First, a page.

While having a mock-up, the interaction and transition between screens are a vital part of the user experience. So, we made sure that the mock-ups were turned into a functional prototype. This is again tested on a small group of testers to check on the experience and find further improvements.
From this, we found out some valuable insights to further improve on the app. One of the key changes we made is the ordering flow and payment flow. The buttons were enlarged, and the fonts were sized up, to make sure the users could read it. When the user added something in their chart, a red button appeared, which clarifies it for the user something happened. Other improvements were applied all over the app, see some select examples below and compare the before and after yourself.
When validating again, all seems alright to make everything ready for the MVP app, where we can further improve on the app as time progresses and more users use the app in real life scenarios with uncontrollable circumstances. One final prototype is made to finalize everything.
Before handing everything off to the developer team, the component library was further refined.
While the app was developed, we conducted further testing and reviewing of the design to find improvements which we could implement in version 2 and onward. In the progress of the development, we found out that some features needed an upgrade from the API(cash register and online ordering platform) we depend on. That led to a downgrade, workaround or needed to be scrapped completely till the update on the API is applied. Sadly, we needed to drop claiming perks from the collected points, and we substituted it with a menu till this is possible within the API. One of the things we have applied is loading states Since the app talks to multiple external sources, we needed to think about what the app would show users when data loading takes too long. We decided that the best way to do this is to add various loading states, as that would give the user a clear indication of something happening.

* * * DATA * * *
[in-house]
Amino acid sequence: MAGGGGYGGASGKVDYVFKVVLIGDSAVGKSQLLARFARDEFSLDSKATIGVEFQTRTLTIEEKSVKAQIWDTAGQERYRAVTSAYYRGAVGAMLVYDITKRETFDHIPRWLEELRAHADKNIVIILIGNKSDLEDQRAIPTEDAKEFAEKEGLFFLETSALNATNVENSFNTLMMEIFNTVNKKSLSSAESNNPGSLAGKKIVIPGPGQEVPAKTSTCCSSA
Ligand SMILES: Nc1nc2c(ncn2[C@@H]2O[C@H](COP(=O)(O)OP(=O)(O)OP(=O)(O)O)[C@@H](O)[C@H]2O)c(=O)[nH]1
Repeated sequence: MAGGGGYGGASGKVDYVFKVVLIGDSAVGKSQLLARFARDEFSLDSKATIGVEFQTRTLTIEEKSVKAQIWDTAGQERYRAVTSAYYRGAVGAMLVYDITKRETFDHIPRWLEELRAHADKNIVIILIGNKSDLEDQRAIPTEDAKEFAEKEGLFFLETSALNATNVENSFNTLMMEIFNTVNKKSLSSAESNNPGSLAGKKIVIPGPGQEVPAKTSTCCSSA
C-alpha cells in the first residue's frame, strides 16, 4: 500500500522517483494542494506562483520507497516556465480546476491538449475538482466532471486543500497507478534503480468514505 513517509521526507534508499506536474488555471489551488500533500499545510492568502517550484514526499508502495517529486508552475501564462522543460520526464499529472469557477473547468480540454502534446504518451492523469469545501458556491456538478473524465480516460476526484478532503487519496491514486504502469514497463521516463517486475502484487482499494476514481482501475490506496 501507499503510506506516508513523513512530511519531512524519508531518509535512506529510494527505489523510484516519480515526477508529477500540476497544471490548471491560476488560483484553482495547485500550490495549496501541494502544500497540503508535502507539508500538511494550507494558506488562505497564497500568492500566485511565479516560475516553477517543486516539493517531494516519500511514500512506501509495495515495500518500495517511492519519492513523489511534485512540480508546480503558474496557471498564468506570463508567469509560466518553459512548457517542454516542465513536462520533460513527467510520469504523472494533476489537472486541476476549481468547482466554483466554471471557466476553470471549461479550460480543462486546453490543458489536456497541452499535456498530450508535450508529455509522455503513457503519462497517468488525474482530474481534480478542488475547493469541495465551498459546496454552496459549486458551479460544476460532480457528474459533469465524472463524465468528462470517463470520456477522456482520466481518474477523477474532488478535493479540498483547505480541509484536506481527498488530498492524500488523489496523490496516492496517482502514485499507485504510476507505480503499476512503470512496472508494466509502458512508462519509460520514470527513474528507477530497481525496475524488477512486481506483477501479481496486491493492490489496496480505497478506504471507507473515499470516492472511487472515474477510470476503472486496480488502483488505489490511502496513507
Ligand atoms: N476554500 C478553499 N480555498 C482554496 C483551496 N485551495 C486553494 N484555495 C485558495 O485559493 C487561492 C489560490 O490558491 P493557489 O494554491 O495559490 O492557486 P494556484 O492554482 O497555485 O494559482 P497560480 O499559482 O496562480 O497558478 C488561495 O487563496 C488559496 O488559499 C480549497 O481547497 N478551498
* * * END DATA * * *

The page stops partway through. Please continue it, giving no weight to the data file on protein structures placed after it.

One of the project's main goals was full accessibility; in other words, all residents — including those with disabilities — should be able to use every feature of the app. Therefore, I ensured that every design choice was thoroughly tested against the Web Content Accessibility Guidelines (WCAG) 2.0. I did this with a tool called Stark, a plugin for Figma, Sketch & Adobe XD. It lets you quickly check contrast by selecting two layers with different colors and see whether there is sufficient contrast between them. If not, changes will be applied to meet the requirements and make the app accessible for everyone. The first screen the users see has to be welcoming and should accommodate the core features relevant to them. That's why we start with a welcoming message adapting to the time of the day. Later on this is further improved to change the design from dark to light and visa versa depending on the time. Nighttime = dark, more relaxing for your eyes to take in, especially in low light, and don't draw as much power as brighter colors. Day time = light as it brightens everything up and makes it more readable in the bright daylight settings.
While the app was further developed by the development team, my time at Happy Italy came to and end and the next assignment started. Changes to the design in the launched version may be different from what you see here, as times passed on and new insights helped shape the app to another level.